How does Johnny feel about being part of an ensemble? I’m guessing…Stoked! (Fresh TV)



Until a show creator manages to sell a production company and a broadcaster on a series featuring, say, the daring adventures of a black superhero from Halifax and his “white friend” sidekick, or the hilarious antics of Caribbean-Canadian family in Toronto, for now most black characters are “one of the gang.”

Black team member (in green) Agura Ibaden in Hot Wheels Battle Force 5" (Nerd Corps)


Some might see that as tokenism.  But I see it as an  attempt to reflect the multi-ethnic reality of North American society. 

And I do say North American rather than Canadian society. 


Wyatt adding diversity to 6Teen (Fresh TV)

According to the 2006 census, the Canadian population was 2.5% African-Canadian, mostly living in urban areas of Ontario and Quebec.  On the other hand, Asian and South Asians make up about 11% of the Canadian population.  Yet you don’t see them represented as often in Canadian-made animation. 

So what’s up with that?


The faces of North American reality shows are reflected in the cast of Total Drama World Tour (Fresh TV)


Well, consider that the US is an important market for Canadian animation.  Their population is ten times ours with African-Americans making up about 12%.  Having a US broadcaster aboard can make the difference between a series going into production, or dying at the development stage. 




Piper: a member of the crew of Storm Hawks (Nerd Corps)



So from a sales standpoint, it’s good for business if your show reflects America’s ethnic diversity.



Custard (in centre) from The Save-ums (DHX Media)


It’s interesting to note that in even in preschool animation – which often dodges the issue of ethnicity altogether and broadens their international marketability by having a cast of animals characters or brightly-coloured creatures – sometimes care is taken to give a non-human character a black vibe, for example Custard from The Save-Ums (voiced by African-Canadian actor Jordan Francis) or Tyrone and Uniqua in the US series The Backyardigans.  Those producers feel it’s important for young children to have their “reality” reflected vocally.


 Of course, I’m not saying we have too many black characters in Canadian animation.  What I’m hoping for is that in future, show creators will include even more characters of all ethnicities in their series.  I’ve also written for Asian-Canadian and Latino-Canadian and First Nations characters in the past and it would be great to write for them more often.  Canadian animation viewers from a non-European background ought to be able to see themselves  represented onscreen, especially when TV programming is supported by Canadian tax dollars!

 So to all the writers, show creators, production companies and broadcasters out there: Canada welcomes  people of all cultures and ethnicities to make this country their home.  Let’s help our animation industry reflect our reality.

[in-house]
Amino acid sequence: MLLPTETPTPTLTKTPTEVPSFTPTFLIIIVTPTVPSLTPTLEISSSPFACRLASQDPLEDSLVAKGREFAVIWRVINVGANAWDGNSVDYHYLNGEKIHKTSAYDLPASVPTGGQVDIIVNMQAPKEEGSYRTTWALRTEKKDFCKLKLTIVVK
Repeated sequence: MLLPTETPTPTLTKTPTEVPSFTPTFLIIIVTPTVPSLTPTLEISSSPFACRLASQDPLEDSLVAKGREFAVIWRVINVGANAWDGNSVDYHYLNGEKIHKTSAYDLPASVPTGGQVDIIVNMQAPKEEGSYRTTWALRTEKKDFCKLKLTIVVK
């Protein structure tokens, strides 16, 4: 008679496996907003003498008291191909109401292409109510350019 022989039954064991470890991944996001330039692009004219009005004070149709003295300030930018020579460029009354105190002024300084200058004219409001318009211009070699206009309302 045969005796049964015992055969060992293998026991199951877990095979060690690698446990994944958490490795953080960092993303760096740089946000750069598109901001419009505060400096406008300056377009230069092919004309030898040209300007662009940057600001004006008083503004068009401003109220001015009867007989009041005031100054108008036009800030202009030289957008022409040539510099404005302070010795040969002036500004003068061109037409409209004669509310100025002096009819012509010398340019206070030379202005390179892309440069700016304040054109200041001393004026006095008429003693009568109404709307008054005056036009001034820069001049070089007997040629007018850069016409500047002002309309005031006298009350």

Is Ruby's best friend Louise (left) a "bunny of colour" on Max and Ruby? (9 Story Entertainment/Nelvana)


You Asked For It: How many Locations should I use?

January 14, 2012 3 comments

This dramatic exterior location from Nelvana's "Tales From the Cryptkeeper" is by artist Paul Rivoche. His amazing Rocketfiction artblog is full of astounding design work. Click the image.

This question about locations and Canimation’s response come from the comment section of our recent post, What Happened To Me Script? Part Three. It is  a common enough query that we wanted to share it with our readers who don’t make a habit of checking out the comment section for each article.

Reader Josh asked: “I’m curious about your comment on locations – how limited are most animated series in terms of creating new backgrounds?”

Great question, Josh!

While animation can do more with backgrounds than many live action shows, they still have to be designed and rendered by the animation team. Remember, it’s not just a single design for each location, It’s backgrounds for EVERY shot that have to be planned and produced and rendered.

Another "Tales From The Cryptkeeper" by Paul Rivoche. Click the image to see more at his Rocketfiction artblog.

A good rule of thumb is that in the first half of season one, the production team is probably still developing all the main designs and sets that will will be used the most over the course of the series – the main characters’ homes, rooms, yards, school or headquarters, etc.

Once those locations that will be re-used every episode are established there is more time to expand the world. Even adventure shows that tend take our heroes all over the place will attempt to make use of established locations like a HQ or the interior of Ben 10′s motor home, etc. and try to use any new locations effectively.

I’d suggest avoiding more than 2 extra locations, 3 tops (and that’s pushing it on most shows). Also keep in mind a single location may serve your needs. An Inca Temple is technically one location, even if you’re using the exterior, interior tunnels and a treasure room deep inside.